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DNA methylation signatures of the plant chromomethyltransferases

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journal contribution
posted on 2022-11-22, 04:18 authored by Quentin GouilQuentin Gouil, DC Baulcombe
DNA methylation in plants is traditionally partitioned into CG, CHG and CHH contexts (with H any nucleotide but G). By investigating DNA methylation patterns in trinucleotide contexts in four angiosperm species, we show that such a representation hides spatial and functional partitioning of different methylation pathways and is incomplete. CG methylation (mCG) is largely context-independent whereas, at CHG motifs, there is under-representation of mCCG in pericentric regions of A. thaliana and tomato and throughout the chromosomes of maize and rice. In A. thaliana the biased representation of mCCG in heterochromatin is related to specificities of H3K9 methyltransferase SUVH family members. At CHH motifs there is an over-representation of different variant forms of mCHH that, similarly to mCCG hypomethylation, is partitioned into the pericentric regions of the two dicots but dispersed in the monocot chromosomes. The over-represented mCHH motifs in A. thaliana associate with specific types of transposon including both class I and II elements. At mCHH the contextual bias is due to the involvement of various chromomethyltransferases whereas the context-independent CHH methylation in A. thaliana and tomato is mediated by the RNA-directed DNA methylation process that is most active in the gene-rich euchromatin. This analysis therefore reveals that the sequence context of the methylome of plant genomes is informative about the mechanisms associated with maintenance of methylation and the overlying chromatin structure.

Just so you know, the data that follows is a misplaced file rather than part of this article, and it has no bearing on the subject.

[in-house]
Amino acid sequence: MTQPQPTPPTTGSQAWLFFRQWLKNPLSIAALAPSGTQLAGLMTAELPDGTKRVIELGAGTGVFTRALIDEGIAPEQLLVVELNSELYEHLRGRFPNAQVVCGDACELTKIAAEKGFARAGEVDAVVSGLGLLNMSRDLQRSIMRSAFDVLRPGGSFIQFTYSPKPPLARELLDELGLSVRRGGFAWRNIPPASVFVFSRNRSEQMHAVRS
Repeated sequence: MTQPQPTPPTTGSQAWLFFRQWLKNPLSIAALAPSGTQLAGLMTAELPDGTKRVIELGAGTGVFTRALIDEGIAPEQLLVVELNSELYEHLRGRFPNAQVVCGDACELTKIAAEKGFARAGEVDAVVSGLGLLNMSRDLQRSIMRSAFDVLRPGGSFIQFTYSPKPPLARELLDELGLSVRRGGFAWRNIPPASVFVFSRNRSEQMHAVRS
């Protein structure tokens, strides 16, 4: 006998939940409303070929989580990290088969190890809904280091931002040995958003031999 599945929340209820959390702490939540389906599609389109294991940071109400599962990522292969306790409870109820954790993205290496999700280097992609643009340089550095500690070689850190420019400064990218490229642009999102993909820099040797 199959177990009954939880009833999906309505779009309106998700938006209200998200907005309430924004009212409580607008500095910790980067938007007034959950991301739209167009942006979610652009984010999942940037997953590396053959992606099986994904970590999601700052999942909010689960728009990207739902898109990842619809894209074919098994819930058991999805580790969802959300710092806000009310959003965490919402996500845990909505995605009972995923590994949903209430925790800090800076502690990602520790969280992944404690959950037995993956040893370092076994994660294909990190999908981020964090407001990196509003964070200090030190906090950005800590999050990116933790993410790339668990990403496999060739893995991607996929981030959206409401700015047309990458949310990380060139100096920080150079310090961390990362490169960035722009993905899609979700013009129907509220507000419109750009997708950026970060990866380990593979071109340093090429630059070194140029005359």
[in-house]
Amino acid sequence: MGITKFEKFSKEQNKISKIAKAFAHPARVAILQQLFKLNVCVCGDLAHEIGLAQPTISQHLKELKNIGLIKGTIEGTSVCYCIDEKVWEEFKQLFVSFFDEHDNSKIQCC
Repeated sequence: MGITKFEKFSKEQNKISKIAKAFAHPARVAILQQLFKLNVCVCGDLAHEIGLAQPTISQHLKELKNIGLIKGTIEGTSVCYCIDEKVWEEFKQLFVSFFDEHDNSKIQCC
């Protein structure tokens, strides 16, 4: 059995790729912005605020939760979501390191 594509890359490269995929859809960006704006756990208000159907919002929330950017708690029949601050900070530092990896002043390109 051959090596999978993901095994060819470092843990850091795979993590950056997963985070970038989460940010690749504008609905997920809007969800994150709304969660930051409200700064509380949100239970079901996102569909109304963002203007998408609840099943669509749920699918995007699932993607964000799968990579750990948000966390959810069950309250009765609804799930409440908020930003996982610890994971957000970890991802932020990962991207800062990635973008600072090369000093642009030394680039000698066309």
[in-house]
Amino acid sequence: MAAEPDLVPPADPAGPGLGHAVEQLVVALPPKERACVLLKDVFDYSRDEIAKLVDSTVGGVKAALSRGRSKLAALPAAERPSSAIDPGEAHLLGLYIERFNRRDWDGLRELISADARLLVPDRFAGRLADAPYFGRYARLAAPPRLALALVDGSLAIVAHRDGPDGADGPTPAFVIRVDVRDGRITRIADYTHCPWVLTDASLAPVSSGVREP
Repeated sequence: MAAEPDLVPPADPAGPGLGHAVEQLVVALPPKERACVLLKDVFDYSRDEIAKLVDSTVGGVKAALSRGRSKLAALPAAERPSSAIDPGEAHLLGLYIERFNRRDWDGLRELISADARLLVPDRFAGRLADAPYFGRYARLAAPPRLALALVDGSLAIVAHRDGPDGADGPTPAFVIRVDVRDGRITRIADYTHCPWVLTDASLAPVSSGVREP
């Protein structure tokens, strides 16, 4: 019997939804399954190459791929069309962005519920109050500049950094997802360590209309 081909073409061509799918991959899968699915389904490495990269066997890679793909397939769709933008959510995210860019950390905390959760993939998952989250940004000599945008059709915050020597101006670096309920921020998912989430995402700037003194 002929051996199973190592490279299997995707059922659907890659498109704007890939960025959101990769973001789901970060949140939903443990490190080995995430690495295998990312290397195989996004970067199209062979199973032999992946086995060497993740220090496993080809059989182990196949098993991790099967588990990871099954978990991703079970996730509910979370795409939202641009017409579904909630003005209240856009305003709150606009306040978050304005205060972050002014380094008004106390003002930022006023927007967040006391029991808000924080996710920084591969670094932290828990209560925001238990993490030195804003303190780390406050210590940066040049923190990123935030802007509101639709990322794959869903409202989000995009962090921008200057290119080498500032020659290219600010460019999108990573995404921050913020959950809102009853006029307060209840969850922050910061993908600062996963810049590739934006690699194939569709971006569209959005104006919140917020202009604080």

DCB was awarded the European Research Council ( Advanced Investigator Grant ERC-2013-AdG 340642. Work in the DCB lab is supported by the Balzan Foundation. QG was supported by the Frank Smart Studentship. DCB is the Royal Society Edward Penley Abraham Research Professor. The funders had no role in study design, data collection and analysis, decision to publish, or preparation of the manuscript.


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PLoS Genetics





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Public Library of Science



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© 2016 Gouil, Baulcombe. This is an open access article distributed under the terms of the Creative Commons Attribution License, which permits unrestricted use, distribution, and reproduction in any medium, provided the original author and source are credited.

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